Marcos Pérez Jiménez
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|Marcos Pérez Jiménez|
|President of Venezuela|
19 April 1953 – 23 January 1958
|Preceded by||Himself as "Provisional President"|
|Succeeded by||Wolfgang Larrazábal|
|Provisional President of Venezuela|
2 December 1952 – 19 April 1953
|Preceded by||Germán Suárez Flamerich|
|Succeeded by||Himself as "President" proper|
|30th Commander-in-Chief of the Venezuelan Army|
November 1948 – August 1954
|Preceded by||Carlos Delgado Chalbaud|
|Succeeded by||Hugo Fuentes|
|Minister of Defense|
18 October 1948 – 1 January 1952
|Preceded by||Carlos Delgado Chalbaud|
|Succeeded by||Jesús M. Castro León|
|Born||Marcos Evangelista Pérez Jiménez
25 April 1914
|Died||20 September 2001
|Spouse(s)||Flor María Chalbaud Cardona|
|Alma mater||Military academy of Venezuela|
|Years of service||1931–1958|
Marcos Evangelista Pérez Jiménez (Michelena, Táchira, April 25, 1914 – Alcobendas, Spain, September 20, 2001) was a Venezuelan military and general officer of the Army of Venezuela and the President of Venezuela from 1952 to 1958.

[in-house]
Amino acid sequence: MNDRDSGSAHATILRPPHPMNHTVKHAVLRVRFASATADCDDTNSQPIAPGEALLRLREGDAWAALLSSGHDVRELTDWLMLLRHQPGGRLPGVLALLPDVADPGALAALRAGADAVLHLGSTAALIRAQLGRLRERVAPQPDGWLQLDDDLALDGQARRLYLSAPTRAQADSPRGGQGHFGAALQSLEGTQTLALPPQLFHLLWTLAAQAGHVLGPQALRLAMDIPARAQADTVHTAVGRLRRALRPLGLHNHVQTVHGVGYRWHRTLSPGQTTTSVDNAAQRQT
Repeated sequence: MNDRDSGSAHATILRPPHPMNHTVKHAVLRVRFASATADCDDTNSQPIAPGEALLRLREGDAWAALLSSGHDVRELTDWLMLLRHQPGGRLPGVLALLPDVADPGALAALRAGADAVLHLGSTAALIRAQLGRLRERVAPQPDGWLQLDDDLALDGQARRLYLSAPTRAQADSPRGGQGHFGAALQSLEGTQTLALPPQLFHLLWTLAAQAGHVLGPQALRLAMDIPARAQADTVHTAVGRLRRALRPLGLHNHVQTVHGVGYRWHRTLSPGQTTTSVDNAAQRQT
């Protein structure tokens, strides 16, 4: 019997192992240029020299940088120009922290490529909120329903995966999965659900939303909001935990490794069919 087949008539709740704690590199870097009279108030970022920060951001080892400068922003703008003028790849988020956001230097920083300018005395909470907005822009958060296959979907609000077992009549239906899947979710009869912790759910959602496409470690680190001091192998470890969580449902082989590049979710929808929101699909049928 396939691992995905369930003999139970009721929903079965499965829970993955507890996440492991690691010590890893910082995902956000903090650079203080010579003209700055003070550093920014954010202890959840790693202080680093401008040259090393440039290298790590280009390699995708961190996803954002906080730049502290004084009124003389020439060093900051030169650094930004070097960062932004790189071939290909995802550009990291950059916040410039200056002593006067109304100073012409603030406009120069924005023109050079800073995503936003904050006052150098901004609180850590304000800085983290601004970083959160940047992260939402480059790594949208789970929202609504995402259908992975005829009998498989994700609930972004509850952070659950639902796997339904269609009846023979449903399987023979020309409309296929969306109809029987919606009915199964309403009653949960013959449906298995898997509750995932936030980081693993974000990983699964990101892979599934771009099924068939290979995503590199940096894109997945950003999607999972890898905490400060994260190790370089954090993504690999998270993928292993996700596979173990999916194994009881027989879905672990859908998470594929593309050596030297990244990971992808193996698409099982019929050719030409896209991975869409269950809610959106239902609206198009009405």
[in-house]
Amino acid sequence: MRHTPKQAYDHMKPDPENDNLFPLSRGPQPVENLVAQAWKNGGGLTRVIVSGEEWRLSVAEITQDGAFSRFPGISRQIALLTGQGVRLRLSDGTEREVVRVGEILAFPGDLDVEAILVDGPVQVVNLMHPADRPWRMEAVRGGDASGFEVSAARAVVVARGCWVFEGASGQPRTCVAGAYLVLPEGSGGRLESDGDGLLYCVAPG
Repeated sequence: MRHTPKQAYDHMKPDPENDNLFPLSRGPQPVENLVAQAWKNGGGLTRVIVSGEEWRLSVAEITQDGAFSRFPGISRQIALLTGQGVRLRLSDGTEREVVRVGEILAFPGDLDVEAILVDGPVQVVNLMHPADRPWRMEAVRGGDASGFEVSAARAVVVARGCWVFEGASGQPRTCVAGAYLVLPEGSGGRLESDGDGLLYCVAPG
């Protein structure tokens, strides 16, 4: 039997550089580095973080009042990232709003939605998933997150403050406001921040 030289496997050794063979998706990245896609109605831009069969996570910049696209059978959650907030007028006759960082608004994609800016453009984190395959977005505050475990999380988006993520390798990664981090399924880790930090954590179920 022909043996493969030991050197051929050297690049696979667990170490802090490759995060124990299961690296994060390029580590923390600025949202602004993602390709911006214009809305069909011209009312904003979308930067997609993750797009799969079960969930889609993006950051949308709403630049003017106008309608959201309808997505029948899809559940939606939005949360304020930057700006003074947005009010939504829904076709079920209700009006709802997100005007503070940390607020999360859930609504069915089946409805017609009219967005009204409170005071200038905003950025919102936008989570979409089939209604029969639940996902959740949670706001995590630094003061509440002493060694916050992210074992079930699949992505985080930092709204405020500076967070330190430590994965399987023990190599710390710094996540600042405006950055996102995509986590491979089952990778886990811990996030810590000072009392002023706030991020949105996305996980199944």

His ruling period is characterized by marked improvement in development, with the rise of oil prices facilitating many public works achievements. Political and economic stability, along with the completion of ambitious public works and the rapid development of industries such as hydroelectricity, mining, and steel were achieved during this period as well. Pérez Jiménez was also responsible for the modernization of the military and the nation enjoyed a period of high prosperity and social tranquility. However, the government's National Security (Seguridad Nacional, secret police) was extremely repressive against critics of the regime and ruthlessly hunted down and imprisoned those who opposed the dictatorship.
Following massive public demonstrations in support for a democratic reform to take place in the government, Perez was deposed in a coup perpetrated by disgruntled sectors within the Armed Forces of Venezuela on January 23, 1958. Perez was then exiled to Dominican Republic, and afterwards went on to settle in Spain under the Franco regime's protection.
Marcos Evangelista Pérez Jiménez was born in Michelena, Táchira State. His father, Juan Pérez Bustamante, was a farmer; his mother, Adela Jiménez, a schoolteacher. Pérez Jiménez attended school in his home town and in Colombia, and in 1934, he graduated from the Academia Militar de Venezuela, at the top of his class. He subsequently studied at military colleges in Peru.